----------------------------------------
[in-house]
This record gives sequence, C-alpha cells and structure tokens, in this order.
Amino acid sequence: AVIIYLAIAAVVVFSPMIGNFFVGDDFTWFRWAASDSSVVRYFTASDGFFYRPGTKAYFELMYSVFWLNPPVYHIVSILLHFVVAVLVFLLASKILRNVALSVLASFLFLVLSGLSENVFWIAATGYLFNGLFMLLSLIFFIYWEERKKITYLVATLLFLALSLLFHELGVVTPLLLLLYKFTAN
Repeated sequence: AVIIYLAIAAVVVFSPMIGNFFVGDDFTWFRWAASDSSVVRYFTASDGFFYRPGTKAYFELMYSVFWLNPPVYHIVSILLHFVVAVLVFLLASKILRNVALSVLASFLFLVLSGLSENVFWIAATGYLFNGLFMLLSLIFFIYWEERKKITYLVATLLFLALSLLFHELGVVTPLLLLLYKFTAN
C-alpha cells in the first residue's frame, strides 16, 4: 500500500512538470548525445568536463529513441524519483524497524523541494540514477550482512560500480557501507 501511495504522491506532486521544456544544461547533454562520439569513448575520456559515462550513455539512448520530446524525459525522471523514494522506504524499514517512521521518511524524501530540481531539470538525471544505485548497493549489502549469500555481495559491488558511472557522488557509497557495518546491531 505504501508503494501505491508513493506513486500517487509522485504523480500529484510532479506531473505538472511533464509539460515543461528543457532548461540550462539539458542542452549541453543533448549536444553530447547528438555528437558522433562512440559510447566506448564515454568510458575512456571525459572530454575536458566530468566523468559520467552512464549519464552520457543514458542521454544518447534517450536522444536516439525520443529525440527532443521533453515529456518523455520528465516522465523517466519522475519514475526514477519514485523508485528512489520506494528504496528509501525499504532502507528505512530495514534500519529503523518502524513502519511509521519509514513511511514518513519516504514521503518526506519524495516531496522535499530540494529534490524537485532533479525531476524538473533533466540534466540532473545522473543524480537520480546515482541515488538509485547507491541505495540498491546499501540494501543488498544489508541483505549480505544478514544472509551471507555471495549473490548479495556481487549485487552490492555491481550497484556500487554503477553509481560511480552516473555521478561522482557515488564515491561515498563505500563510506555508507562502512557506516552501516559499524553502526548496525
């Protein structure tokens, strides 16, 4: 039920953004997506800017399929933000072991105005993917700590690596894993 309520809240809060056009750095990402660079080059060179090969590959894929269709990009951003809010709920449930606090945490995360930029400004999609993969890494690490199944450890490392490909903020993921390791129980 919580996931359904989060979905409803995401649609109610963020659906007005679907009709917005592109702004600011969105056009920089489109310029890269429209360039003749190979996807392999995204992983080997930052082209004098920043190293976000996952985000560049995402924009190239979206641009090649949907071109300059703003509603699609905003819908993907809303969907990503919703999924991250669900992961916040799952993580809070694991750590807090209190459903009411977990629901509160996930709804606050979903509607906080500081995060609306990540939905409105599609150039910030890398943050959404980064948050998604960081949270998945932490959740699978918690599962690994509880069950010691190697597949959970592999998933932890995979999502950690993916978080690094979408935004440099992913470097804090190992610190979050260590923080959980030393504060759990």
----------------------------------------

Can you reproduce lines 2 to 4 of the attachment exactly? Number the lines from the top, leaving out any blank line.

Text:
This record gives sequence, C-alpha cells and structure tokens, in this order.
Amino acid sequence: AVIIYLAIAAVVVFSPMIGNFFVGDDFTWFRWAASDSSVVRYFTASDGFFYRPGTKAYFELMYSVFWLNPPVYHIVSILLHFVVAVLVFLLASKILRNVALSVLASFLFLVLSGLSENVFWIAATGYLFNGLFMLLSLIFFIYWEERKKITYLVATLLFLALSLLFHELGVVTPLLLLLYKFTAN
Repeated sequence: AVIIYLAIAAVVVFSPMIGNFFVGDDFTWFRWAASDSSVVRYFTASDGFFYRPGTKAYFELMYSVFWLNPPVYHIVSILLHFVVAVLVFLLASKILRNVALSVLASFLFLVLSGLSENVFWIAATGYLFNGLFMLLSLIFFIYWEERKKITYLVATLLFLALSLLFHELGVVTPLLLLLYKFTAN